The FBI obtained a search warrant allowing a search of the hotel room where the two were found and discovered “several documents and electronic devices which led to the discovery of a second out-of-state victim.”  This victim, another minor female, had video-conferenced with the defendant in a sexual manner which had been recorded via Skype as well.

Freenet and Other File Sharing Programs: 90 Months in Federal Prison

The following month, after a federal jury trial, the DOJ reported that a Fort Bend defendant was sentenced to serve 90 months in federal prison followed by five years on supervised release following the completion of his prison term for the crime of receiving and possessing child pornography images and videos via the Freenet file sharing system as well as “other peer-to-peer file sharing programs in which the device’s user requested files with titles that were consistent with child pornography.” He will also have to register as a sex offender with the national federal sex offender database.

Here, federal investigators as part of Project Safe Childhood, accessed the dark web Freenet site where files are shared anonymously and tracked down the various IP addresses discovered to be requesting files from the file sharing system.  Once they had identified the defendant through his IP address, law enforcement then obtained a federal search warrant allowing them to search the defendant’s home as well as his computer devices.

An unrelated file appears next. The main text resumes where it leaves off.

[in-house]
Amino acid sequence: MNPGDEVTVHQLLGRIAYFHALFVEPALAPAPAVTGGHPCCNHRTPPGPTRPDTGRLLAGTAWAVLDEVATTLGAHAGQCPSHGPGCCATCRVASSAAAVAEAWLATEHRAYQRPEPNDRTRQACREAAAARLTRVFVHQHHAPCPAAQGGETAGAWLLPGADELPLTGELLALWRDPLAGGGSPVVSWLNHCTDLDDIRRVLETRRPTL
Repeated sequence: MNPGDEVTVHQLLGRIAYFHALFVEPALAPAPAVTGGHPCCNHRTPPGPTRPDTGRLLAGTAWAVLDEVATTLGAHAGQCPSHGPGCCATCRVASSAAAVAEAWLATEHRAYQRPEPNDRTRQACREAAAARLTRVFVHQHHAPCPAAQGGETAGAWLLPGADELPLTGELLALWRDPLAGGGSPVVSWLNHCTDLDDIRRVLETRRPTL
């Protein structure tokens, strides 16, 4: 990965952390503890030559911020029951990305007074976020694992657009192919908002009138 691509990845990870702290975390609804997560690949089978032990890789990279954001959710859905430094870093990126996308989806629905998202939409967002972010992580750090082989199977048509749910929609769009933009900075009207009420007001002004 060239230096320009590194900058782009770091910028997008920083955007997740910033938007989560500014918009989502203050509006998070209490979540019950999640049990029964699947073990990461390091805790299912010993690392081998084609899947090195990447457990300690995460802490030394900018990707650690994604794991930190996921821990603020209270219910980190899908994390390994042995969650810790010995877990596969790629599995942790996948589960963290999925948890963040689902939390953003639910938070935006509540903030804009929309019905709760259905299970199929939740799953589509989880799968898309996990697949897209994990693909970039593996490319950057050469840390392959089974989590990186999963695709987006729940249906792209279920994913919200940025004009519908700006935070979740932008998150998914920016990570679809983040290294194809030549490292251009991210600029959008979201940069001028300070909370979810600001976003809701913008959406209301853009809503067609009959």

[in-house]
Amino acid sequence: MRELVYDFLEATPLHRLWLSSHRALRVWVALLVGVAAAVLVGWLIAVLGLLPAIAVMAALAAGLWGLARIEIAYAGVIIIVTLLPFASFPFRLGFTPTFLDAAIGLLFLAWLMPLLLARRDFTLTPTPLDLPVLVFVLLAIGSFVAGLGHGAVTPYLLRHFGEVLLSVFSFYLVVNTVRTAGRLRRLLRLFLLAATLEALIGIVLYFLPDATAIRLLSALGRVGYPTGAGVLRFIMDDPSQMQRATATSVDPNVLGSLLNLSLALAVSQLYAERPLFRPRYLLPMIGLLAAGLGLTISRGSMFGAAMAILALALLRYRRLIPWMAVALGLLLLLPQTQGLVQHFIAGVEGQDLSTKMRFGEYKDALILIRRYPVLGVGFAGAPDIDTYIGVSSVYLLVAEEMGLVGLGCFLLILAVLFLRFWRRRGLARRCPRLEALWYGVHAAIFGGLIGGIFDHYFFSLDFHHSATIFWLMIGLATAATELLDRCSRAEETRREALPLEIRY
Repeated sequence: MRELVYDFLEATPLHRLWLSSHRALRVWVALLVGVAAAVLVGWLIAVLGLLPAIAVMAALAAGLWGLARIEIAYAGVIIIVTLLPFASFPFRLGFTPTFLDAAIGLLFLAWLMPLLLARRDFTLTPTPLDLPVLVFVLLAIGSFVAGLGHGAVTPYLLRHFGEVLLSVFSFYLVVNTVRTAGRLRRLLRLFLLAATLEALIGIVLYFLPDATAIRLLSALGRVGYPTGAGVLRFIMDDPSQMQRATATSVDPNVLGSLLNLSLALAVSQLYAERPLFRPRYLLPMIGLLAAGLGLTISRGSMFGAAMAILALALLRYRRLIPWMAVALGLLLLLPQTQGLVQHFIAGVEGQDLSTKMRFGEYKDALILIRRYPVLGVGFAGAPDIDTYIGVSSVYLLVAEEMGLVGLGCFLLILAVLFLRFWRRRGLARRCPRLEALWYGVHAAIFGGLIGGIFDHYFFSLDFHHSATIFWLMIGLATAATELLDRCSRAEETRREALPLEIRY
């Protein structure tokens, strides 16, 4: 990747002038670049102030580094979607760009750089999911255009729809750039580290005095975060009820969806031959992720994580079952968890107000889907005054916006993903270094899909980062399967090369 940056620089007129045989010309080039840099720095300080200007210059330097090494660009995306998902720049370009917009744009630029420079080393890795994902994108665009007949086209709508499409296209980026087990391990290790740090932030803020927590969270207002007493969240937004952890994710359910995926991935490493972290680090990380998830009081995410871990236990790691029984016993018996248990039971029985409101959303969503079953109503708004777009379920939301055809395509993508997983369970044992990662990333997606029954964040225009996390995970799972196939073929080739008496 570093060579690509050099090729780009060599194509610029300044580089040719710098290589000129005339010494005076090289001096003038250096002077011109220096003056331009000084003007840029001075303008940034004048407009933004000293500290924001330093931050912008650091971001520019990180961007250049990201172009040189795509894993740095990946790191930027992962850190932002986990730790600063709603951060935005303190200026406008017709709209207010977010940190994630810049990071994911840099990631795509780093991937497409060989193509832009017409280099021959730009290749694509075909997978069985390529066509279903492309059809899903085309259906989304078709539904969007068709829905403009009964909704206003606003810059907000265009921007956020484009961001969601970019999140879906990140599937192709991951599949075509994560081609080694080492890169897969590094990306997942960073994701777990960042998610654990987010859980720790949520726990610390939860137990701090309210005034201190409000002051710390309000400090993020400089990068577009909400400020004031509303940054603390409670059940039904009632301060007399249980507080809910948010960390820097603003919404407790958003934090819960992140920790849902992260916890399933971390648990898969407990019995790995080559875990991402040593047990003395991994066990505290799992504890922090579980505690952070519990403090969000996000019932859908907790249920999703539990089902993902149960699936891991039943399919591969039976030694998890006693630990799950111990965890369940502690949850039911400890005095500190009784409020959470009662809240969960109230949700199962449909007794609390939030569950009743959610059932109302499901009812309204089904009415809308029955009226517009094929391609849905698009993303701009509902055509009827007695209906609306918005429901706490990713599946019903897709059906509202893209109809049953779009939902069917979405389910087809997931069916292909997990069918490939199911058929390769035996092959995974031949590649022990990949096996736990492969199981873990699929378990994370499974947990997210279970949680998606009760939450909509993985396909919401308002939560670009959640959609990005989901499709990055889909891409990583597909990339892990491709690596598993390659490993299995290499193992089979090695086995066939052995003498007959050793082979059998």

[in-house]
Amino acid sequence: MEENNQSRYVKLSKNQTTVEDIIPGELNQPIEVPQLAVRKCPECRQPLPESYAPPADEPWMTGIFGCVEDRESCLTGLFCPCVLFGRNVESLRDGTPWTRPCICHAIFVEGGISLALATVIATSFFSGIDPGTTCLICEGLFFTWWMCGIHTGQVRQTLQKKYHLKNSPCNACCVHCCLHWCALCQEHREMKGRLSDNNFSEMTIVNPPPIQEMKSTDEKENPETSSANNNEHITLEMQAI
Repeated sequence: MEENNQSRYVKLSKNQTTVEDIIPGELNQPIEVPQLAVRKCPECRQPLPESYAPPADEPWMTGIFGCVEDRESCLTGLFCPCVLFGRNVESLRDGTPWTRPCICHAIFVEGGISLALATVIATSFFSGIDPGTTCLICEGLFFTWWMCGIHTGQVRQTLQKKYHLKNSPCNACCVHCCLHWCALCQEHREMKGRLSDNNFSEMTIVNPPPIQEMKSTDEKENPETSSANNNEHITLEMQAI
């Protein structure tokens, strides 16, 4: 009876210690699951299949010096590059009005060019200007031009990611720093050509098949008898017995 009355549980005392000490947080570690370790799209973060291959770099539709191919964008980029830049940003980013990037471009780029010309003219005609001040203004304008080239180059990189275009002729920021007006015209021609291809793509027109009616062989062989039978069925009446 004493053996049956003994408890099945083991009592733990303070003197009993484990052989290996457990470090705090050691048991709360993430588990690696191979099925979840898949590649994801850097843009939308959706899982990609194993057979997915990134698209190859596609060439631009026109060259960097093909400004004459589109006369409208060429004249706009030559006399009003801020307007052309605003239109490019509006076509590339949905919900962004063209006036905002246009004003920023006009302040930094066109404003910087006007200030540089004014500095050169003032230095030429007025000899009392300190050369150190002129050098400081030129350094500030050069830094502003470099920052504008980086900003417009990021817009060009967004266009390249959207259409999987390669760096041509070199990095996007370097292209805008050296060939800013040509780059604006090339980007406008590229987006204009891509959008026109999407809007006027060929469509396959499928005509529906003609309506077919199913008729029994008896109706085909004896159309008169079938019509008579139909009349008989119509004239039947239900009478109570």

Thirteen different devices were made a part of the conviction here, with 380 videos and 12,762 images of child pornography forming the basis of the AUSA’s case, along with testimony from a forensics expert of “artifacts involving pornography search terms as well as other peer-to-peer file sharing programs in which the device’s user requested files with titles that were consistent with child pornography.”

Federal Child Pornography Investigations: Searching for Targets to Arrest, Getting Search Warrants

From a criminal defense perspective, the two key factors in these federal child pornography investigations involving free online video conferencing and file sharing services are (1) how the investigators find their targets for arrest and (2) how they obtain the images and videos via search warrants.